Royal Derby Hospital: Women's care reviewed over gynaecology concerns

Image caption,
Colleagues raised concerns about Daniel Hay's care in late 2018

Nearly 400 women who were treated by a consultant gynaecologist who "unnecessarily harmed" some patients are being invited to have their care reviewed by an independent expert.

University Hospitals of Derby and Burton NHS Trust is writing to 383 patients treated by Daniel Hay.

His conduct has been under investigation since 2019 after hospital colleagues raised concerns.

The trust has said at least eight of his patients had been harmed.

It has not provided any further information on the nature of the harm.

Virtual meetings

Mr Hay worked at the Royal Derby Hospital and Ripley Hospital between 2015 and 2018.

The 56-year-old retired in July 2018, citing mental health problems.

The trust initially reviewed his patients who had undergone major surgery such as hysterectomies, before being expanded to include intermediate care, including diagnostic tests.

By December, 383 former patients had been included in the review.

Now the trust has pledged to invite each one for a virtual meeting with an independent consultant gynaecologist to discuss their care outcome, starting with those who underwent major surgery.

The Local Democracy Reporting Service said it is aware some of the invite letters place the affected women into priority groups "red", "amber" and "green", depending on the potential harm that has been caused to them.

A full independent report will then be published in 2022.

Dr Magnus Harrison, executive medical director at the trust, said: "I would like to again express my sincere regret and apologies to those patients who have received a standard of care that is below that expected.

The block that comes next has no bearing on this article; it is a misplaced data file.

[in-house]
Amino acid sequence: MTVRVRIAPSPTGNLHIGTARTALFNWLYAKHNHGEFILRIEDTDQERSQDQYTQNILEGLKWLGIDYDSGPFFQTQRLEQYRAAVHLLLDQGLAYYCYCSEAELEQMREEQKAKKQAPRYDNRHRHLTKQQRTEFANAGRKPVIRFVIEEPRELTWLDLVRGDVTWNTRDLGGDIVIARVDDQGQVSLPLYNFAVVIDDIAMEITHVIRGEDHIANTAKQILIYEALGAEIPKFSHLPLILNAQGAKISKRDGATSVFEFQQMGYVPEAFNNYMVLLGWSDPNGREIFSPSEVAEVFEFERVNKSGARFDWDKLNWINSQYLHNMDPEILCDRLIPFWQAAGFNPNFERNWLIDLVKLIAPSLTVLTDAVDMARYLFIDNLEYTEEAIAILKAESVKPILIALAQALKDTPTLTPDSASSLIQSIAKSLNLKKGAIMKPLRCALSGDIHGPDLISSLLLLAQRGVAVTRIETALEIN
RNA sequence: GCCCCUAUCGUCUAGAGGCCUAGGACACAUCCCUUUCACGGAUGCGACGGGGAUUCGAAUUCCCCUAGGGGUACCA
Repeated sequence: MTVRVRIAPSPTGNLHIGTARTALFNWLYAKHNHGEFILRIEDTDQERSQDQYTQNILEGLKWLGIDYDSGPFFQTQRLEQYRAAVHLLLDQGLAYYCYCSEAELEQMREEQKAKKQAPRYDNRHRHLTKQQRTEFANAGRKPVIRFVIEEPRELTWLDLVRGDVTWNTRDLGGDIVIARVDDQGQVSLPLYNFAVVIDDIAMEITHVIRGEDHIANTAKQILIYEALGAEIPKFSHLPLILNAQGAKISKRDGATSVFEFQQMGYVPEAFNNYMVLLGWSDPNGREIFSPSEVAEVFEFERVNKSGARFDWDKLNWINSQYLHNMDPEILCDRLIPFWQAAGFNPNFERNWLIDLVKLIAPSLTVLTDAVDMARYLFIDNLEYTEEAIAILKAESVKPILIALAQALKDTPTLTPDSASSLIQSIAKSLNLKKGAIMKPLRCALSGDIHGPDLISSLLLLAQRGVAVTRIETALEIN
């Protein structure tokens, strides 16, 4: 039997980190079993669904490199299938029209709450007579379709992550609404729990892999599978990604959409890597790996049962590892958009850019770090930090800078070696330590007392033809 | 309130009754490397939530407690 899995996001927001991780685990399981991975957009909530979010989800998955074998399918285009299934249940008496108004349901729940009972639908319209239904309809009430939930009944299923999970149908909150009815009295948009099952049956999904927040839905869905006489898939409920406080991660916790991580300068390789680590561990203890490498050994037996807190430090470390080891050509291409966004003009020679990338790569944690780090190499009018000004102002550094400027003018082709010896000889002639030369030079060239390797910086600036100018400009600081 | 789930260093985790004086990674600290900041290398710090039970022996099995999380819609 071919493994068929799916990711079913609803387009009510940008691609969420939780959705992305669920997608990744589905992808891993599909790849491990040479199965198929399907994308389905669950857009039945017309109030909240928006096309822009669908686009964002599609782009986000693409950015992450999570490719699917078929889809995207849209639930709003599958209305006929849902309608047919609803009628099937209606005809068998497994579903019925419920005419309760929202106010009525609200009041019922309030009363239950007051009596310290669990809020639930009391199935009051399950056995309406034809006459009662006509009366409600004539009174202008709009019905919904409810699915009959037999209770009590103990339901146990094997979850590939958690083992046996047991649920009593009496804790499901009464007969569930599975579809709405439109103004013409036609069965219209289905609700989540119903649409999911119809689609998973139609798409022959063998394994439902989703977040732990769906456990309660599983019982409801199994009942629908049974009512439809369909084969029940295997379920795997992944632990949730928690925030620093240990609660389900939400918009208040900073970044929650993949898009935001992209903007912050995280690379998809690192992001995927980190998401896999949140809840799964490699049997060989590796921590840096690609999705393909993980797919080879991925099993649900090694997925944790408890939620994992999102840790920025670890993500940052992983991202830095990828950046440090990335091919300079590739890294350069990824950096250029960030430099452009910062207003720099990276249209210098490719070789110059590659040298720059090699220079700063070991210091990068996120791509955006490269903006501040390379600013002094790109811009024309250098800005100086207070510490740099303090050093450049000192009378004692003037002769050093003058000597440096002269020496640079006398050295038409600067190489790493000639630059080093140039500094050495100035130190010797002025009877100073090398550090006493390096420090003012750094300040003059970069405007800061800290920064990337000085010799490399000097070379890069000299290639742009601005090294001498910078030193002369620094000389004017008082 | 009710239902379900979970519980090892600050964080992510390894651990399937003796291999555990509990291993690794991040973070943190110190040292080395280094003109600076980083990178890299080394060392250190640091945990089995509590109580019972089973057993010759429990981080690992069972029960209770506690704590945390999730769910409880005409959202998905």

"The review to date has focused only on information from clinical notes.

"In some cases the standard of notes was poor and we will only fully understand the standard of care they received when we have had the opportunity to meet with them.

"That's why it is vital that those women who we contact throughout the year help us to understand their experiences, even those where there were no concerns raised from the initial review."

'Most thorough investigation'

Tim Annett, an expert medical negligence lawyer at Irwin Mitchell who is representing some of the patients, said some of the stories he had heard were "deeply concerning".

"All our clients want is for the most thorough investigation to be held so they can be provided with all of the information they deserve," he said.

"Therefore we welcome the trust's announcement to invite women for a review of their care by an independent expert."

In a statement, Mr Hay apologised to the women affected by the review, adding he is "co-operating with the investigation".

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